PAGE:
And Your Mother Too (Y tu mamá también, Mexico, 2001)

Coming of age

Coming of age

Director: Alfonso Cuaron
Producers: Jorge Vergara and Alfonso Cuaron
Screenplay: Carlos Cuaron and Alfonso Cuaron
Director of Photography: Emmanuel Lubezki
Editors: Alfonso Cuaron and Alex Rodriquez
Production Designer: Miguel Angel Alvarez
Cast: Maribel Verdu, Gael Garcia Bernal, Diego Luna

While the Mexican film establishment disapproved of Y tu mama tambien, they nominated Violet Perfumes (Nadie te oye: Perfume de violetas, 2001) for the foreign language Oscar, the masses loved it and it was, at the time, the biggest box office hit ever.

Writing in Variety, Mexican film scholar Leonardo Garcia Tsao dismisses the film as a “south-of-the-border Beavis & Butthead, its protagonists “oversexed and underdeveloped.” (Smith, 2002, p. 16b)

Tsao’s description of the protagonists is entirely correct and the comparison with the MTV spin-off draws attention to the reason for the Establishment’s distaste: that the film is too culturally North American.

Generically it does draw upon Hollywood’s teen pics and road movies however there the resemblance ends. Stylistically the film is characterised by long, handheld shots. On their first night on the road they stop at an inn where the ‘lads’ learn about Ana’s background. The scene lasts 165 seconds and is shot in one take. Whilst long takes often have a documentary feel, giving the impression nothing of the pro filmic (that is, what is being filmed) event has been cut out, here the camera’s constant movement (either following the action or unsteady handheld) draws attention to itself in a way that documentaries normally wouldn’t do. However at the scene’s end the camera follows a woman into the kitchen where a family work (and play). The woman is not an important character and so this movement is unmotivated by the narrative and it allows us to see what’s normally hidden from a film’s view, that is ‘ordinary people’.

This isn’t the film’s only political element. An omniscient narrator explains that a traffic jam, which the boys blame upon protestors, was caused by the death of a labourer who risked crossing the road in order earn more money by arriving at work earlier. Tenoch’s (Luna) sister is seen protesting against the government, contrasting with her brother’s vacuity as his only concern is to ‘get laid’.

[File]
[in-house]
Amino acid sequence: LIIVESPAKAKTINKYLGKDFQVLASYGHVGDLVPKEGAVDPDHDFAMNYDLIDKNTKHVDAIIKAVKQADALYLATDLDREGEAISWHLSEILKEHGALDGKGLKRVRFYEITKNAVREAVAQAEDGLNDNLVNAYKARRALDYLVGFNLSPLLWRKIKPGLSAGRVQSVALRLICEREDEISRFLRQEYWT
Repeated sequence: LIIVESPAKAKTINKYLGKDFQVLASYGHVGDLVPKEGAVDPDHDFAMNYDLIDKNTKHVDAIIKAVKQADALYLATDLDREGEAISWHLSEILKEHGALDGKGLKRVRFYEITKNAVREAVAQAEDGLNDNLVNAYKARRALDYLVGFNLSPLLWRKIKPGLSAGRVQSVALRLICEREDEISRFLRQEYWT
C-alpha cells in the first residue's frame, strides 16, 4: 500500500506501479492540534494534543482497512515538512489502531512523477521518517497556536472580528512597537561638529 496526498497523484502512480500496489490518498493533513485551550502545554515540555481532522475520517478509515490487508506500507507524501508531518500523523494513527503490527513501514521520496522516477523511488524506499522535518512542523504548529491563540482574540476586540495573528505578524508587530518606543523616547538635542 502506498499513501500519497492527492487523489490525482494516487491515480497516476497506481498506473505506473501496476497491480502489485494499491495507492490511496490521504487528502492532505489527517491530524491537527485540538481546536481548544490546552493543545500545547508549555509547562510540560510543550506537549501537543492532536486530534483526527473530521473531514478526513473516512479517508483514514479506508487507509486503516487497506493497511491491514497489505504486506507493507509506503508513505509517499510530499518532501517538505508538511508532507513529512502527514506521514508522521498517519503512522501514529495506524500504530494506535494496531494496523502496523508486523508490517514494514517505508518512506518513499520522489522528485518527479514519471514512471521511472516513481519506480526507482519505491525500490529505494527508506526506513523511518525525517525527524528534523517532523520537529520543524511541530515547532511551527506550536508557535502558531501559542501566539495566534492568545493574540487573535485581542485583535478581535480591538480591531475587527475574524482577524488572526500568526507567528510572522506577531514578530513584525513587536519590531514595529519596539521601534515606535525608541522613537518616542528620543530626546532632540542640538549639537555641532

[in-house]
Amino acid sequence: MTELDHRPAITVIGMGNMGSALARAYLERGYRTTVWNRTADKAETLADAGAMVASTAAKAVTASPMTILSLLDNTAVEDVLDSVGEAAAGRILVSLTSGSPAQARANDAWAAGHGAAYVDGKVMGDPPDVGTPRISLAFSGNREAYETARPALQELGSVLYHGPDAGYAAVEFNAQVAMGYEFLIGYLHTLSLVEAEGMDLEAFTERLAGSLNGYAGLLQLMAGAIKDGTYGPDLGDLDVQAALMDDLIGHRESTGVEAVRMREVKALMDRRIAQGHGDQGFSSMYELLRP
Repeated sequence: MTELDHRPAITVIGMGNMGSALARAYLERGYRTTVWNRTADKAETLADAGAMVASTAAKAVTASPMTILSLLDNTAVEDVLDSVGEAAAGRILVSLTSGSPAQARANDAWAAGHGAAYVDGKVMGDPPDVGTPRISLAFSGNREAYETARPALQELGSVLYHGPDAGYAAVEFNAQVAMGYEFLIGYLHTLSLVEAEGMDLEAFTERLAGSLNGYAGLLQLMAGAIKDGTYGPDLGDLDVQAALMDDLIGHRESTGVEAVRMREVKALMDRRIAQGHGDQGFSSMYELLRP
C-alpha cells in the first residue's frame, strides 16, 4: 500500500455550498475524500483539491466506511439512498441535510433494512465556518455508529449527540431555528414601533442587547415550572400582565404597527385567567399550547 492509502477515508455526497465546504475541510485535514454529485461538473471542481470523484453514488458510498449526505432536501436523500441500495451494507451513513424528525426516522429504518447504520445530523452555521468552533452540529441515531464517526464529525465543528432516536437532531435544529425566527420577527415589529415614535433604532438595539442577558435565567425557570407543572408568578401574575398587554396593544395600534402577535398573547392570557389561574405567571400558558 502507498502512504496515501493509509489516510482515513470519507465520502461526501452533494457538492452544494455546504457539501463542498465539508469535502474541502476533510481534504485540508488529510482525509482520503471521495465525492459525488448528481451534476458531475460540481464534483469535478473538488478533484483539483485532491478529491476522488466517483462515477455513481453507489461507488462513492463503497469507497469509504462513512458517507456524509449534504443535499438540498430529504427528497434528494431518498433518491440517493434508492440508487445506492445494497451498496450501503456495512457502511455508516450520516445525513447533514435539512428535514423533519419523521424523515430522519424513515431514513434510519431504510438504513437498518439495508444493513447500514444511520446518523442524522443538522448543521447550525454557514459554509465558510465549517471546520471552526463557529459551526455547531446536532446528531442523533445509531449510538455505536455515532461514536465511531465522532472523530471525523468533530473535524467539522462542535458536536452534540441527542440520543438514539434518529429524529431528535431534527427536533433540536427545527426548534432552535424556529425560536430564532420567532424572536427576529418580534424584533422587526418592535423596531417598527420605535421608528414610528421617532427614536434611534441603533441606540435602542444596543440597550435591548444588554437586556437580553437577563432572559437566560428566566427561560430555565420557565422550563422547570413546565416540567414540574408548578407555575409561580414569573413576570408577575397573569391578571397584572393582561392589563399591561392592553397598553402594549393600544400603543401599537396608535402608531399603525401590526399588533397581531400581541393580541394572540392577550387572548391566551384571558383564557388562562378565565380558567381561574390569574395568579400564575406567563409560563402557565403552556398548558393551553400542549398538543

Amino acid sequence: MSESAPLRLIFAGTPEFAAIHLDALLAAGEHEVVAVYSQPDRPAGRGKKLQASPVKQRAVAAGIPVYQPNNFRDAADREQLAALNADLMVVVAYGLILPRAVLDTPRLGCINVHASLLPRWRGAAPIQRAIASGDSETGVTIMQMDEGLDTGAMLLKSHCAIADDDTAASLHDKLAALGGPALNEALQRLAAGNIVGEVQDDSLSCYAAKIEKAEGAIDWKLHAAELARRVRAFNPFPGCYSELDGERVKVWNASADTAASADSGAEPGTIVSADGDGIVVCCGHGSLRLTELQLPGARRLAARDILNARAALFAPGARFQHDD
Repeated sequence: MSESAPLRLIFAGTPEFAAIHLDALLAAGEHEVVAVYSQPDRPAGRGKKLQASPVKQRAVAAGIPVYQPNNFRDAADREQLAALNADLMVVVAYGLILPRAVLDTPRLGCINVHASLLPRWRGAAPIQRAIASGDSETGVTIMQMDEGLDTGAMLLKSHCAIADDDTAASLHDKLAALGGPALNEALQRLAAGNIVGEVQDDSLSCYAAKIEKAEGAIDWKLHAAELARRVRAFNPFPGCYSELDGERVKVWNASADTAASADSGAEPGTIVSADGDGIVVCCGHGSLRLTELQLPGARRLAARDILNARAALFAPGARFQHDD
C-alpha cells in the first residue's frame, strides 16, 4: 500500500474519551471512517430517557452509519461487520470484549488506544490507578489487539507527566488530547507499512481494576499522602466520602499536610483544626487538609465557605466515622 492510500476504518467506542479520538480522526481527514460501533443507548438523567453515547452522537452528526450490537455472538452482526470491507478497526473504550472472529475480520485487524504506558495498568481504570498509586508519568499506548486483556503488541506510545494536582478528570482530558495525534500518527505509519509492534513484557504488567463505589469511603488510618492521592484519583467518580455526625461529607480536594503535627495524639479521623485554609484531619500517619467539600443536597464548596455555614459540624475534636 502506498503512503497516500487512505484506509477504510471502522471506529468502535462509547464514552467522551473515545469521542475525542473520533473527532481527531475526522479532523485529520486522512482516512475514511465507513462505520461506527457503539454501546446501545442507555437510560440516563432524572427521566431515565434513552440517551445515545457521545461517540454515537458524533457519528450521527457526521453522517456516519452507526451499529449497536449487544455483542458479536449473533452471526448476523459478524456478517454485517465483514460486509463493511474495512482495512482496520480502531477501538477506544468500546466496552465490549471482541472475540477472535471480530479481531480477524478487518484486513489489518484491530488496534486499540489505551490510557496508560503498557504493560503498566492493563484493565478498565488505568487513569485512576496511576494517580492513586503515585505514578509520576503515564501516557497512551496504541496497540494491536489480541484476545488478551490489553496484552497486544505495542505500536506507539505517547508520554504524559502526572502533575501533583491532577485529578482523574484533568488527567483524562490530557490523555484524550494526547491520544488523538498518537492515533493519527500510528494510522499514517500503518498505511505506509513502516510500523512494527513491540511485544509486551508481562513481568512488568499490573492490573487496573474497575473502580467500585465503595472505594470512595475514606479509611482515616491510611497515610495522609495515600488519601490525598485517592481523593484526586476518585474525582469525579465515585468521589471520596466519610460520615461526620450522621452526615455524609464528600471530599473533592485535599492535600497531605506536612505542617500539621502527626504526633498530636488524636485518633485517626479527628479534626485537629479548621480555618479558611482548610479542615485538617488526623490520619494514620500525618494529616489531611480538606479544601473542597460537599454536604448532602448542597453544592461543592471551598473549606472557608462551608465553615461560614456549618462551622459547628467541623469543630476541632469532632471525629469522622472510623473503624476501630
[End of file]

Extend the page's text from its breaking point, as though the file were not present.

In an interview, when the director was questioned about his sympathy for the underclass, Cuaron replied:

There are many different Mexicos that exist at the same time and sometimes in the same space, though they don’t really co-exist. The barriers between the classes are a big problem, though everyone tries to deny it. (Smith, 2002, p. 19b)

Cuaron cites Godard as an influence, the omniscient narrator of Band a part (1964) and Masculin feminine (1968) and the ‘love triangle’ is reminiscent of Jules et Jim, directed by Francois Truffaut in 1962. Presumably these ‘high culture’ influences wouldn’t have upset the establishment.

Paul Julian Smith (2002) ‘Heaven’s mouth’ Sight and Sound vol.12, issue 4
Interview with Carlos Cuaron and Alfonso Cuaron at www.wga.org/WrittenBy/0303/mama.html
Review, by Charles Taylor, in Salon at www.salon.com/ent/movies/review/2002/03/15/y_tu_mama/
(both accessed June 2006)

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2 Responses

  1. […] unknown wrote an interesting post today onHere’s a quick excerptWhile the Mexican film establishment disapproved of Y tu mama tambien, they nominated Violet Perfumes (Nadie te oye: Perfume de violetas, 2001) for the foreign language Oscar, the masses loved it and it was, at the time, the biggest box … […]

  2. […] right in this instance. I’m an admirer of director (and co-scriptwriter) Alfonso Cuaron: his Y tu mama tambien and Children of Men  are amongst my favourite films of this century. His trademark long takes are […]

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